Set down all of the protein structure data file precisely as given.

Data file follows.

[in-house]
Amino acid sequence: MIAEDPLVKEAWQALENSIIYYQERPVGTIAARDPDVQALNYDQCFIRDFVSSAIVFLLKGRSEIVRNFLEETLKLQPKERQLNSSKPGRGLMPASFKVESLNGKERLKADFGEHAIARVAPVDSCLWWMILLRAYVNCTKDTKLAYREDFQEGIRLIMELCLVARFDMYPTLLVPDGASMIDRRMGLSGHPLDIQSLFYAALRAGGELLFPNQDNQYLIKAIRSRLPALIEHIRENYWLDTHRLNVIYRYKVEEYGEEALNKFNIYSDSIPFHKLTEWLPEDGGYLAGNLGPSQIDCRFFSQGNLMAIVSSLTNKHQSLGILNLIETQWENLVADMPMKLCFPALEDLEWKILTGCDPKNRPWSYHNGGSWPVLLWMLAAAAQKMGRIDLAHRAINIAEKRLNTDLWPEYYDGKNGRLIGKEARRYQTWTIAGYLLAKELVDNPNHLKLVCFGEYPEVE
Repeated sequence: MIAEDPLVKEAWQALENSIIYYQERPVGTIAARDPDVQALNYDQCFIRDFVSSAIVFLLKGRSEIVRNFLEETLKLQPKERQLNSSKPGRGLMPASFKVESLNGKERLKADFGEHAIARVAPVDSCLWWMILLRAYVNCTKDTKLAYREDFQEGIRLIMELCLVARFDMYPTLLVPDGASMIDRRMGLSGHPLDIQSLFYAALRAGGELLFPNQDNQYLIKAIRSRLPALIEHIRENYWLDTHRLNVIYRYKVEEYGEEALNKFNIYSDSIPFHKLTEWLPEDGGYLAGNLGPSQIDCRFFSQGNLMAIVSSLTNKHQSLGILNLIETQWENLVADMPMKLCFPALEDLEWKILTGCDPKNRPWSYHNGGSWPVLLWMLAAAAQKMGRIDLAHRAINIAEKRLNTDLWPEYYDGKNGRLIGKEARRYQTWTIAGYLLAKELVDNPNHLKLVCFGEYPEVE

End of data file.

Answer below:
[in-house]
Amino acid sequence: MIAEDPLVKEAWQALENSIIYYQERPVGTIAARDPDVQALNYDQCFIRDFVSSAIVFLLKGRSEIVRNFLEETLKLQPKERQLNSSKPGRGLMPASFKVESLNGKERLKADFGEHAIARVAPVDSCLWWMILLRAYVNCTKDTKLAYREDFQEGIRLIMELCLVARFDMYPTLLVPDGASMIDRRMGLSGHPLDIQSLFYAALRAGGELLFPNQDNQYLIKAIRSRLPALIEHIRENYWLDTHRLNVIYRYKVEEYGEEALNKFNIYSDSIPFHKLTEWLPEDGGYLAGNLGPSQIDCRFFSQGNLMAIVSSLTNKHQSLGILNLIETQWENLVADMPMKLCFPALEDLEWKILTGCDPKNRPWSYHNGGSWPVLLWMLAAAAQKMGRIDLAHRAINIAEKRLNTDLWPEYYDGKNGRLIGKEARRYQTWTIAGYLLAKELVDNPNHLKLVCFGEYPEVE
Repeated sequence: MIAEDPLVKEAWQALENSIIYYQERPVGTIAARDPDVQALNYDQCFIRDFVSSAIVFLLKGRSEIVRNFLEETLKLQPKERQLNSSKPGRGLMPASFKVESLNGKERLKADFGEHAIARVAPVDSCLWWMILLRAYVNCTKDTKLAYREDFQEGIRLIMELCLVARFDMYPTLLVPDGASMIDRRMGLSGHPLDIQSLFYAALRAGGELLFPNQDNQYLIKAIRSRLPALIEHIRENYWLDTHRLNVIYRYKVEEYGEEALNKFNIYSDSIPFHKLTEWLPEDGGYLAGNLGPSQIDCRFFSQGNLMAIVSSLTNKHQSLGILNLIETQWENLVADMPMKLCFPALEDLEWKILTGCDPKNRPWSYHNGGSWPVLLWMLAAAAQKMGRIDLAHRAINIAEKRLNTDLWPEYYDGKNGRLIGKEARRYQTWTIAGYLLAKELVDNPNHLKLVCFGEYPEVE